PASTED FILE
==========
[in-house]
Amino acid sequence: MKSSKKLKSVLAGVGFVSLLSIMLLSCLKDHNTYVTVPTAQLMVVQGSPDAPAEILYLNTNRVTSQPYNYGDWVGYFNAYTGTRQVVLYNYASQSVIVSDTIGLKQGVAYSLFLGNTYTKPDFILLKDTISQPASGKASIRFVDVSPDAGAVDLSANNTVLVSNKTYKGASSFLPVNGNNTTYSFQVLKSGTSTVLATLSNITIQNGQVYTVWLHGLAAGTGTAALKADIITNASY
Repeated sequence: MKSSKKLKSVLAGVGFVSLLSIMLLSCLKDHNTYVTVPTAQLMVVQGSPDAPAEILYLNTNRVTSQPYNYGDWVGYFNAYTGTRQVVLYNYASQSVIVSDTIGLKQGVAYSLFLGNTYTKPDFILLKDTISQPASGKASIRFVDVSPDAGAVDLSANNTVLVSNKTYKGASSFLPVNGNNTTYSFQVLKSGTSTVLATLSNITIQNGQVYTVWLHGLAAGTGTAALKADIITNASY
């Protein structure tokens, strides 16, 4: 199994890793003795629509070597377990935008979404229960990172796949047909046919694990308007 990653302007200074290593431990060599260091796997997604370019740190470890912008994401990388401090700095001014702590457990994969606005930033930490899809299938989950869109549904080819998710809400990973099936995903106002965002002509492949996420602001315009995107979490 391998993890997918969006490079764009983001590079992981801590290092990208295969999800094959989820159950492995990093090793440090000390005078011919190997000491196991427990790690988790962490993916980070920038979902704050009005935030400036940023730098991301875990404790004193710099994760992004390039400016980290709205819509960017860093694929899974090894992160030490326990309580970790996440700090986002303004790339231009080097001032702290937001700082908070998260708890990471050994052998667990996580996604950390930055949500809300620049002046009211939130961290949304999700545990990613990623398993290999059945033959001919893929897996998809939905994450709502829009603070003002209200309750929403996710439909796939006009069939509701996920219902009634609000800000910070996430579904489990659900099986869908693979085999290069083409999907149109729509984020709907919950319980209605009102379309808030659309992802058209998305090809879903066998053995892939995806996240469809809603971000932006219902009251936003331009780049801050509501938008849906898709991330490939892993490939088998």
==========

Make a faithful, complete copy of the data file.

[in-house]
Amino acid sequence: MKSSKKLKSVLAGVGFVSLLSIMLLSCLKDHNTYVTVPTAQLMVVQGSPDAPAEILYLNTNRVTSQPYNYGDWVGYFNAYTGTRQVVLYNYASQSVIVSDTIGLKQGVAYSLFLGNTYTKPDFILLKDTISQPASGKASIRFVDVSPDAGAVDLSANNTVLVSNKTYKGASSFLPVNGNNTTYSFQVLKSGTSTVLATLSNITIQNGQVYTVWLHGLAAGTGTAALKADIITNASY
Repeated sequence: MKSSKKLKSVLAGVGFVSLLSIMLLSCLKDHNTYVTVPTAQLMVVQGSPDAPAEILYLNTNRVTSQPYNYGDWVGYFNAYTGTRQVVLYNYASQSVIVSDTIGLKQGVAYSLFLGNTYTKPDFILLKDTISQPASGKASIRFVDVSPDAGAVDLSANNTVLVSNKTYKGASSFLPVNGNNTTYSFQVLKSGTSTVLATLSNITIQNGQVYTVWLHGLAAGTGTAALKADIITNASY
């Protein structure tokens, strides 16, 4: 199994890793003795629509070597377990935008979404229960990172796949047909046919694990308007 990653302007200074290593431990060599260091796997997604370019740190470890912008994401990388401090700095001014702590457990994969606005930033930490899809299938989950869109549904080819998710809400990973099936995903106002965002002509492949996420602001315009995107979490 391998993890997918969006490079764009983001590079992981801590290092990208295969999800094959989820159950492995990093090793440090000390005078011919190997000491196991427990790690988790962490993916980070920038979902704050009005935030400036940023730098991301875990404790004193710099994760992004390039400016980290709205819509960017860093694929899974090894992160030490326990309580970790996440700090986002303004790339231009080097001032702290937001700082908070998260708890990471050994052998667990996580996604950390930055949500809300620049002046009211939130961290949304999700545990990613990623398993290999059945033959001919893929897996998809939905994450709502829009603070003002209200309750929403996710439909796939006009069939509701996920219902009634609000800000910070996430579904489990659900099986869908693979085999290069083409999907149109729509984020709907919950319980209605009102379309808030659309992802058209998305090809879903066998053995892939995806996240469809809603971000932006219902009251936003331009780049801050509501938008849906898709991330490939892993490939088998």